Overall, while qualifying for a hardship discharge can be challenging, you have options if you're facing genuine, long-term financial difficulties. By thoroughly documenting your situation and working with a professional, you can explore the best path forward for your specific circumstances.

How Do I Apply For A Chapter 13 Hardship Discharge

To apply for a Chapter 13 hardship discharge, you need to take several important steps:

First, you must file a motion with the bankruptcy court. In this motion, you need to demonstrate that:

• Your failure to complete payments is due to circumstances beyond your control
• Your unsecured creditors have received at least as much as they would have in a Chapter 7 liquidation
• Modifying your repayment plan isn't feasible

Next, you should provide evidence of qualifying circumstances. These might include:

• A severe illness that impacts your ability to work
• A serious injury that affects your income
• The death of a spouse who contributed to household expenses

It's crucial that you understand the limitations of a hardship discharge. Typically, it only eliminates unsecured, non-priority debts. Secured debts, priority debts, and certain nondischargeable debts usually remain.

We strongly recommend that you consult with a bankruptcy attorney. They can help you:

• Assess your specific situation
• Prepare a compelling motion
• Gather supporting evidence
• Navigate potential objections from creditors

Your lawyer can maximize your chances of approval by presenting a strong case to the court. They'll ensure you've met all the necessary criteria and help you navigate the complex legal process.

As a final point, remember that while a Chapter 13 hardship discharge can provide early debt relief, it's a limited option. You should carefully consider your situation and seek professional advice to determine if it's the right choice for you.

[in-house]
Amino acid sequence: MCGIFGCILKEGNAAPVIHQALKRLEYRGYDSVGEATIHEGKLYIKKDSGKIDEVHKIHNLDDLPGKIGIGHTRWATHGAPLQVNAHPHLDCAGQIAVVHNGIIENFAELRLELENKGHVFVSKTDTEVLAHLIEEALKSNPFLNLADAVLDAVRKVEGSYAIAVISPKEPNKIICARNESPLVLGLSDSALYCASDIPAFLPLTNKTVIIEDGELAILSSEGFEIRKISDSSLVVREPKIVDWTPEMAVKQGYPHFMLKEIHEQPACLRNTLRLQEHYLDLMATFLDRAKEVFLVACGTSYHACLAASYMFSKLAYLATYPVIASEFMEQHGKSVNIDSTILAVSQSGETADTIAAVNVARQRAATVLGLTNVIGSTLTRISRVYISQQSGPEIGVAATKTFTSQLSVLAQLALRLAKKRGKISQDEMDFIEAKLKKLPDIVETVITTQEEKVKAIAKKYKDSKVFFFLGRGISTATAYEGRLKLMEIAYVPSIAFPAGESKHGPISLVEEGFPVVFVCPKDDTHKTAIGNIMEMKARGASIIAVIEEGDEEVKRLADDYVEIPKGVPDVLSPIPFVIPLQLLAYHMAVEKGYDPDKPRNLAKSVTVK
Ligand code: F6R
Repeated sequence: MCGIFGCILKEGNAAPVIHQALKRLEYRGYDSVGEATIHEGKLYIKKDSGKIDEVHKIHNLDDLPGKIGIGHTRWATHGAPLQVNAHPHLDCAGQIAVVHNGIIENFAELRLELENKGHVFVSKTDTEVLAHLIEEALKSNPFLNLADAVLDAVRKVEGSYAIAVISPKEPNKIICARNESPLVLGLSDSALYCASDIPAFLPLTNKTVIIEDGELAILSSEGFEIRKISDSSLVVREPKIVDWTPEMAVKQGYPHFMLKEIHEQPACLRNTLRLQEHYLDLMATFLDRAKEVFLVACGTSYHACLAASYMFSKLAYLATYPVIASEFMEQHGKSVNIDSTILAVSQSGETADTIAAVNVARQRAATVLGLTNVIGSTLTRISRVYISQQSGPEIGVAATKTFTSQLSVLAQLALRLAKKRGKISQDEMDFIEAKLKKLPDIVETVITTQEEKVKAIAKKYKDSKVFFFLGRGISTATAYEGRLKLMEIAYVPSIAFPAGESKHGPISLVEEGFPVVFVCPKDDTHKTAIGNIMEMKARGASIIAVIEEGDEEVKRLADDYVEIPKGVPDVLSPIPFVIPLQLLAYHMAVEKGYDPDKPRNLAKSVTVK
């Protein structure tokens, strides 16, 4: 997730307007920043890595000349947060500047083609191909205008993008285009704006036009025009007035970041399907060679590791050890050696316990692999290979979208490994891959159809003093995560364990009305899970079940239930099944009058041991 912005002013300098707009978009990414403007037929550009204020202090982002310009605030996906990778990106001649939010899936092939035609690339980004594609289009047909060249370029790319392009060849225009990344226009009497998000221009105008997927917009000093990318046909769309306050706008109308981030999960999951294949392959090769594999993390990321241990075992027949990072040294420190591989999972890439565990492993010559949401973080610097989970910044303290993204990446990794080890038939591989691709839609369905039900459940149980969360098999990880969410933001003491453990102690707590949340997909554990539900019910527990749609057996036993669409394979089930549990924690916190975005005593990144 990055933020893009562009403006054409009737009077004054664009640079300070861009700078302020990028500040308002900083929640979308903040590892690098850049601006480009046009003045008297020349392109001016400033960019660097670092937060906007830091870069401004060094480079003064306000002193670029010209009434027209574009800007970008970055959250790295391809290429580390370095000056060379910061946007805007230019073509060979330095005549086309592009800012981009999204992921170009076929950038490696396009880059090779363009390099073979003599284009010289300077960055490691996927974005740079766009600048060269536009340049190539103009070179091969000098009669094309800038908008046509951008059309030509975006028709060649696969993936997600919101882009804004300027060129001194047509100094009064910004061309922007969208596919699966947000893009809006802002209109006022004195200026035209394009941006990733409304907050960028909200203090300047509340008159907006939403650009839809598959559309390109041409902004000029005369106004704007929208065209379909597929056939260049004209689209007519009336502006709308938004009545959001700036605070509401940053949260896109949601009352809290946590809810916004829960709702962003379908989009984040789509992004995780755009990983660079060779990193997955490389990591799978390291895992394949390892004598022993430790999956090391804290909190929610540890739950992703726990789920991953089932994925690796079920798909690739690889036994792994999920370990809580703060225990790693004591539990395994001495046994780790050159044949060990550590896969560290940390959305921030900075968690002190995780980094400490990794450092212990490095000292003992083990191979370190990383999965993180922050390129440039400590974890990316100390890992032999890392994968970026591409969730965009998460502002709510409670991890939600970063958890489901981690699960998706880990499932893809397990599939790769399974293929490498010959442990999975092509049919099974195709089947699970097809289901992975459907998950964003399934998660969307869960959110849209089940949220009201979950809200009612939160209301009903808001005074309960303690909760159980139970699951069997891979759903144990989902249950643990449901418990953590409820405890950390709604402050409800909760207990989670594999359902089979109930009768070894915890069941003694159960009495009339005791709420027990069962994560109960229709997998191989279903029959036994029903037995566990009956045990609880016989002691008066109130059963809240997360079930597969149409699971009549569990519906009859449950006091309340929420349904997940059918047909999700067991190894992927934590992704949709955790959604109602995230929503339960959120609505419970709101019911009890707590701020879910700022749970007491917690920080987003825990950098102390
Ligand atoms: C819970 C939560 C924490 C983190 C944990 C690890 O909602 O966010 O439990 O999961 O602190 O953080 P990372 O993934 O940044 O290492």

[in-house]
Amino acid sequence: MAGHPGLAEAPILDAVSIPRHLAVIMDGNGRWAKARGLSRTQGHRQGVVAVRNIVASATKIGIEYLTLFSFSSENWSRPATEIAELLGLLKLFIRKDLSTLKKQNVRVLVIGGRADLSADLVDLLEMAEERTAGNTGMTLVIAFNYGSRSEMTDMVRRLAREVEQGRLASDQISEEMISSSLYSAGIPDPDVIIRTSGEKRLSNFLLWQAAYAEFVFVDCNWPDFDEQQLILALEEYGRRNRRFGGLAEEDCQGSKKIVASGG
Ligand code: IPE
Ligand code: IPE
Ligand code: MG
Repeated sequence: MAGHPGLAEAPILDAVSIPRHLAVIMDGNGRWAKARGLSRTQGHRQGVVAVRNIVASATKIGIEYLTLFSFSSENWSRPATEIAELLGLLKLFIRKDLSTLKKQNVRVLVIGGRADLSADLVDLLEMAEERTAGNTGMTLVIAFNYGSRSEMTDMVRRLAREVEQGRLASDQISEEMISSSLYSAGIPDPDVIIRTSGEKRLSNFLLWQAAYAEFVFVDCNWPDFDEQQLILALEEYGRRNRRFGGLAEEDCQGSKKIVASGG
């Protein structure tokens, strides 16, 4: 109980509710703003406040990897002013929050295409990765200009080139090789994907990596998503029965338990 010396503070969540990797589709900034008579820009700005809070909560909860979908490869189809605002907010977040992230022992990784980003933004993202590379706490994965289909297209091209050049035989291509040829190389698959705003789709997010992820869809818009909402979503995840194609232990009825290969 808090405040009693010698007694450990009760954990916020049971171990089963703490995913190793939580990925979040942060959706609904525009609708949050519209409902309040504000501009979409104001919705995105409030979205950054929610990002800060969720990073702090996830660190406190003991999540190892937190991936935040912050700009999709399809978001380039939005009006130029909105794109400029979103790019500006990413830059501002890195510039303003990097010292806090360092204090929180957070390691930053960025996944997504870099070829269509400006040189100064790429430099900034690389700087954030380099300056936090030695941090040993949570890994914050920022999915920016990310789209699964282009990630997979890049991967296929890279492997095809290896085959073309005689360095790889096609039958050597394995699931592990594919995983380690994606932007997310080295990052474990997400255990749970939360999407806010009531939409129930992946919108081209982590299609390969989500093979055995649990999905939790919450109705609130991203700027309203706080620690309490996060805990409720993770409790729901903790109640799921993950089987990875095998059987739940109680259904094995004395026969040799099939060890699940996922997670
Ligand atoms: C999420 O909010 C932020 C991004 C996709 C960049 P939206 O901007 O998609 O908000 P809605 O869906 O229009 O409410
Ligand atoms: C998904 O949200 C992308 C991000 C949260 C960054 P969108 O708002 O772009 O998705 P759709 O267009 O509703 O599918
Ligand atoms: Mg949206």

Which Debts Can Be Eliminated Through A Hardship Discharge

When facing unexpected financial difficulties during your Chapter 13 repayment plan, you can potentially eliminate certain debts through a hardship discharge. This process allows you to wipe out unsecured, non-priority debts such as credit card balances, medical bills, and personal loans. However, you should be aware that secured debts, priority debts, and nondischargeable debts remain unaffected.

To qualify for a hardship discharge, you must meet three key criteria:

• You can't complete plan payments due to circumstances beyond your control
• Your creditors have received at least as much as they would in Chapter 7
• Modifying your plan isn't feasible

Some debts that you might be able to discharge include:

• Utility bills
• Credit card debt
• Personal loans
• Medical expenses

It's important to note that if you pursue a hardship discharge, you'll lose the benefits of Chapter 13, such as catching up on mortgage arrears. The court will carefully review your case to ensure you meet all requirements before granting the discharge.

We recommend that you explore other options first, such as plan modification. If that's not possible for you, we advise you to consult a bankruptcy attorney. They can help you evaluate if you're eligible for a hardship discharge and understand its full implications for your financial situation.